Magazine article The Spectator

Virginia in Wonderland

Magazine article The Spectator

Virginia in Wonderland

Article excerpt

I have long been intrigued by Jung's theory of synchronicity - the attempt to explain the significance of the relationship between certain happenings which, on the face of it, have no obvious links. Take the events of last week, for instance. Who would have thought there could have been the remotest possible connection between the 29-year-old Glaswegian artist Douglas Gordon, winner of the 20,000 Turner Prize at the Tate Gallery, and the Heritage Secretary Virginia Bottomley. But unbeknown to either of them, they displayed an absolute meeting of minds, two hearts beating as one. Jung would have been enchanted.

First of all it was Mrs Bottomley's turn to join Alice in Wonderland and stand the truth on its head with her description of her standstill annual grant to the Arts Council - a loss in real terms of more than 5 million - as an increase of more than 3 million. Her bizarre reasoning was that because she had originally threatened a 32 million cut, but had not actually administered it, the loss therefore became an increase. Substitute Virginia for Alice and you get:

`You are young, Ginny dear,' it was Elsie who spoke,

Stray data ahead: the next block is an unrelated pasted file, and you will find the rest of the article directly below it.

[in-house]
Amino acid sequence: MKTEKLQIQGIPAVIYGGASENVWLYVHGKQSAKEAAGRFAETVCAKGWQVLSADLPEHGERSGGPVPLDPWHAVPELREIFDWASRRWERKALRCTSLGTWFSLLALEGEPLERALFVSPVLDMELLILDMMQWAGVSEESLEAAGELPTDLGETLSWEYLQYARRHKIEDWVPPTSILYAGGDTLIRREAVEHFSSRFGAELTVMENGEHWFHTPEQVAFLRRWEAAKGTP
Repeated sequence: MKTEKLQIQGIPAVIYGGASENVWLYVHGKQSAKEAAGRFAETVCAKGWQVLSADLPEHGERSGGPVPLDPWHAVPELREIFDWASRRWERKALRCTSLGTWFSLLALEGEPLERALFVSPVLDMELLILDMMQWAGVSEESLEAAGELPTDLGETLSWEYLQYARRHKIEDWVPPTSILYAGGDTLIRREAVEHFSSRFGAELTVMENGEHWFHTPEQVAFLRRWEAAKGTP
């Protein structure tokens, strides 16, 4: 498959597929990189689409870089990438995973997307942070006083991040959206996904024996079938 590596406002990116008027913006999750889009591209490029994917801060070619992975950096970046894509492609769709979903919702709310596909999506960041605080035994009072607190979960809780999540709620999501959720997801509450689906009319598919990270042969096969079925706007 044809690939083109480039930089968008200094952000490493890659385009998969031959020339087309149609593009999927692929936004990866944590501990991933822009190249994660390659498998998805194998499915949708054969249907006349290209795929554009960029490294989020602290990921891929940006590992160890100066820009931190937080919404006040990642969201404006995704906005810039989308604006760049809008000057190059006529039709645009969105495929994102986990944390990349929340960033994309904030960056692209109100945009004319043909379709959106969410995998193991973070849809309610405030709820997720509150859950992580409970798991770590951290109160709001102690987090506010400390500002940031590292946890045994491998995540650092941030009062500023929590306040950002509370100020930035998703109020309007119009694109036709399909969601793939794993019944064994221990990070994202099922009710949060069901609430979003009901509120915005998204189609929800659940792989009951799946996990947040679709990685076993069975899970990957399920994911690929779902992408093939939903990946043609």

`You are truthful and nice and polite,

`But such nonsense you spoke ever since you awoke,

`Are you sure you are feeling all right?'

As madness was clearly in the air and the aforementioned synchronicity at work, up popped the Scotsman Douglas Gordon with his distorted videos and his wall text at the Tate Gallery: `New is old, past is future, right is left, wrong is right, love is hate, lunacy is sanity...' and so on. More than 100 paradoxical hypotheses designed to challenge and disorientate the reader. The jury, chaired by the Tate's Director, Nicholas Serota, praised Gordon's `engagement with profound issues of memory, psychological division and moral ambiguity'. Or might they have been talking about Mrs Bottomley at that point? Professor Jung could have explained.

But with so much uncertainty being felt last week, what a delight this week to have the absolute no-nonsense gesture of Sir Denis Mahon bequeathing his collection of Italian Old Masters to the nation. And how exciting to see someone with enough courage and clout putting a gun to the Government's head - he actually described it more colourfully as holding the Sword of Damocles over the Government's head. His threat was simple and direct: fund museums and galleries properly so that they do not have to sell off exhibits to survive or his bequest of his unrivalled collection of 17th-century Italian baroque paintings would be forfeited. …

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